Assessing the need for the adoption of operational and environmental performance systems in Omani shipyards

  • Ahmed Mohammed Obaid Alabri

Student thesis: Doctoral Thesis


This dissertation assesses Environmental Management Systems (EMSs) as tools capable of improving shipyards' environmental and operational performances. It seeks to establish the appropriate EMS level and factors necessary for its success at the Fleet Maintenance Facility and Harbour of the Royal Navy of Oman at Said Bin Sultan Naval Base. To ascertain the nature and magnitude of the problem, the research commences by identifying the main organisational and environmental shortfalls. Inadequate environmental management and performance, low operational performances and the absence of a systematic approach to various organisational aspects are common shortfalls which require a strategic intervention to effect changes to improve the situation operationally and environmentally. Can an EMS be that tool?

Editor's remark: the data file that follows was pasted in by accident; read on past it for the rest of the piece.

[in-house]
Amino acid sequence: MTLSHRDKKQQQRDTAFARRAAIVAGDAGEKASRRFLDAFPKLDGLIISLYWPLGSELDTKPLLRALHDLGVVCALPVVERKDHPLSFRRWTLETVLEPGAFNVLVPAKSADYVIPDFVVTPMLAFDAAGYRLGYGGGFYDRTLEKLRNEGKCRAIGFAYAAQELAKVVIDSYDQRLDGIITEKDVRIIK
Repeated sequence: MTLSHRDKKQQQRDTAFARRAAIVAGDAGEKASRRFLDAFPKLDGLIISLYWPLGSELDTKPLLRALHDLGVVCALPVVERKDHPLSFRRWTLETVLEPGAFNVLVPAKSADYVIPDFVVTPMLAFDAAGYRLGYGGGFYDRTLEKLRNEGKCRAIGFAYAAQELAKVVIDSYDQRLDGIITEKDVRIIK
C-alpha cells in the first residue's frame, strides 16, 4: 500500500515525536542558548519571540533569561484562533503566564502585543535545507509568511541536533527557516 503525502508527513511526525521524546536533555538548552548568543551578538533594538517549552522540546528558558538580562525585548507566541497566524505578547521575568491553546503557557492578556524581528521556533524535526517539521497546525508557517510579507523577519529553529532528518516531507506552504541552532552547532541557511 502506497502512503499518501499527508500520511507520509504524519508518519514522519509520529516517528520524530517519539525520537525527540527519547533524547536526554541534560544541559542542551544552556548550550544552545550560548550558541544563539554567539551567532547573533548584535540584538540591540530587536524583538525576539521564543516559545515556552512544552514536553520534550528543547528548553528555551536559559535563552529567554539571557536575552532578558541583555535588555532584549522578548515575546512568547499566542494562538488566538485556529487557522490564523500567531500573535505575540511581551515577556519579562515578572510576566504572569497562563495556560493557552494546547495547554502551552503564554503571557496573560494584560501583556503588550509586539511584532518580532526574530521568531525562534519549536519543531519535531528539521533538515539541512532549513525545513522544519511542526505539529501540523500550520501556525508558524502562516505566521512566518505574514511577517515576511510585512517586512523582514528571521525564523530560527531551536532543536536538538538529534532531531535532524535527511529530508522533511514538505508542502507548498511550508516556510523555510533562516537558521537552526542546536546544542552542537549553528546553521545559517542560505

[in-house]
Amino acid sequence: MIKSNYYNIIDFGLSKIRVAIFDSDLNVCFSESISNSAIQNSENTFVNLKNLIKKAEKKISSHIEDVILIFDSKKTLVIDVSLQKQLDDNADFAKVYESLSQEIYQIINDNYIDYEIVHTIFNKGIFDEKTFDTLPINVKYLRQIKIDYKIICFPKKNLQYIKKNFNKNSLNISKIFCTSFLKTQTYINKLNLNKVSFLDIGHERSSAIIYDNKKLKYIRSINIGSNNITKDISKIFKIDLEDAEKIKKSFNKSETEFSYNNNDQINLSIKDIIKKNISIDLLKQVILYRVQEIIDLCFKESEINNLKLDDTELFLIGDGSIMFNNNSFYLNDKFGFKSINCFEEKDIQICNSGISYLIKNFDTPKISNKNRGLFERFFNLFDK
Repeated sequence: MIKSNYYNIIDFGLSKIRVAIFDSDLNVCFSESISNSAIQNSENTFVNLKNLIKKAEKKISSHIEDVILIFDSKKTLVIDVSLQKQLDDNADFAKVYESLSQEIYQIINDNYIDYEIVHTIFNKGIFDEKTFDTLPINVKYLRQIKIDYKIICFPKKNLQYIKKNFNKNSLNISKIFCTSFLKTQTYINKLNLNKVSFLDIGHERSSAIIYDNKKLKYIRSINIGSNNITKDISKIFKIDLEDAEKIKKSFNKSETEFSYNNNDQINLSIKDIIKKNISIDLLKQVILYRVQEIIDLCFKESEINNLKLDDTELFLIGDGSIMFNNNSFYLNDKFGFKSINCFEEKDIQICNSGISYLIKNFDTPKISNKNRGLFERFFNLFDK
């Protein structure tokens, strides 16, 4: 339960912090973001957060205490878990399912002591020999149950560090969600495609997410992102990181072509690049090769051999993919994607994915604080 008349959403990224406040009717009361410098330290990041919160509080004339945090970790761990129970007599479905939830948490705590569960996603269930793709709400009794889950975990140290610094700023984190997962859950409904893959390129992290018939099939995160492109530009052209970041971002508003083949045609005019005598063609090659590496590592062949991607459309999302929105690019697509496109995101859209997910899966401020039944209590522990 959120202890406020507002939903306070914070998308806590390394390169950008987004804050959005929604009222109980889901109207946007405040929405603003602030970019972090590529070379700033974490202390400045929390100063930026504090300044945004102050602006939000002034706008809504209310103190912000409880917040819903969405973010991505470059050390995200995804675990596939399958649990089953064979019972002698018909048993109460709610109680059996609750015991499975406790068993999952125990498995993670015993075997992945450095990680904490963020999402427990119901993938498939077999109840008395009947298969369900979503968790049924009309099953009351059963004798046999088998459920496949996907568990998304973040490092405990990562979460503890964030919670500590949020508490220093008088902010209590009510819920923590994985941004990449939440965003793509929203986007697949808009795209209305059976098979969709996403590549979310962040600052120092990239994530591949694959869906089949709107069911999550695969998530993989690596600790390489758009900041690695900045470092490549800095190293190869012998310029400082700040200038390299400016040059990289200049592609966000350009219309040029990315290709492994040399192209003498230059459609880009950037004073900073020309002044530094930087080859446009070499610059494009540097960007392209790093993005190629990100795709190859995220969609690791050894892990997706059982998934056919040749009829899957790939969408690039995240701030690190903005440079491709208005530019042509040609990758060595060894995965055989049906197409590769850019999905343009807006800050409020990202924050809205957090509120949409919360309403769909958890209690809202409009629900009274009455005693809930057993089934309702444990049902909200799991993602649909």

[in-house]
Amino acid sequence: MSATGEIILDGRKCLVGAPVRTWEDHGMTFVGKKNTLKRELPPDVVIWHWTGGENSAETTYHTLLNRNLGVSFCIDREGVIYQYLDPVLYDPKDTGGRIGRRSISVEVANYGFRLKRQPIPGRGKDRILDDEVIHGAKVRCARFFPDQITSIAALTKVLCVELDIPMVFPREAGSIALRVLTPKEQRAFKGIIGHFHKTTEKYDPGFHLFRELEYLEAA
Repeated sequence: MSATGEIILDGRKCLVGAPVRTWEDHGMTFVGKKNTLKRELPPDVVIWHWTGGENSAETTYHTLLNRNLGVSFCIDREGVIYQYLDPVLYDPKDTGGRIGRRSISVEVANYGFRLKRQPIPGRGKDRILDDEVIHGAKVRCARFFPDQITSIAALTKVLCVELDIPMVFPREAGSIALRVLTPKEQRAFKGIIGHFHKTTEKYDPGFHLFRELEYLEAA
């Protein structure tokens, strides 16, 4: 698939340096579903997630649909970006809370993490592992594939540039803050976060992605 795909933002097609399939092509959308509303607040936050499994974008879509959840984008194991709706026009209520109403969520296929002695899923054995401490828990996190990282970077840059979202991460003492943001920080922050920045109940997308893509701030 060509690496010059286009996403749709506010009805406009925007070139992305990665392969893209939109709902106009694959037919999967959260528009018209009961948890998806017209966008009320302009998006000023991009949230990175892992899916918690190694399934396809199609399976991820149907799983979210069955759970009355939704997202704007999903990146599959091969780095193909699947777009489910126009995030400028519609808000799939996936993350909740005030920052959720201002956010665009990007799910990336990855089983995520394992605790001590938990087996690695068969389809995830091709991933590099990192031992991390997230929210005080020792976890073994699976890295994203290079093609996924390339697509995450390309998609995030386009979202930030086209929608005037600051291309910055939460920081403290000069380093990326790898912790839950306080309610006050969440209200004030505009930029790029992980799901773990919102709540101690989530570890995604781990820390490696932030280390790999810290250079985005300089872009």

A statistical analysis of EMS variables within a developed maritime industry (52 UK ports and harbours) supported the positive characteristics of EMS when comprehensively implemented.

Targeting unknown EMS success variables, in-depth studies were performed on British and Singaporean shipyards, perceived to have successful EMSs. Besides highlighting common implementation factors, the study revealed specific factors which helped these organisations adapt to the changes caused by the new system.

This was followed by an investigation of the key impediments facing Oman's governmental efforts to counter industrial pollution. The local maritime industry was then investigated through a study of three major ports and revealed significant findings regarding EMS levels, motivations, benefits, challenges and success factors.

Previous results were used to finalise a conceptual adoption model. A plethora of implementation recommendations was furnished against each EMS component to optimize the current yard establishment and enable a practical and logical adoption to avoid previous change management failures.

Finally, this dissertation indicates that EMS can be utilized as a strategic tool to optimise shipyards' environmental and operational performances taking into consideration the proposed model and guidance notes to embrace the new change.

Date of AwardFeb 2014
Original languageEnglish
Awarding Institution
  • University of Portsmouth
SupervisorTimothy Goodhead (Supervisor) & Ann Coats (Supervisor)

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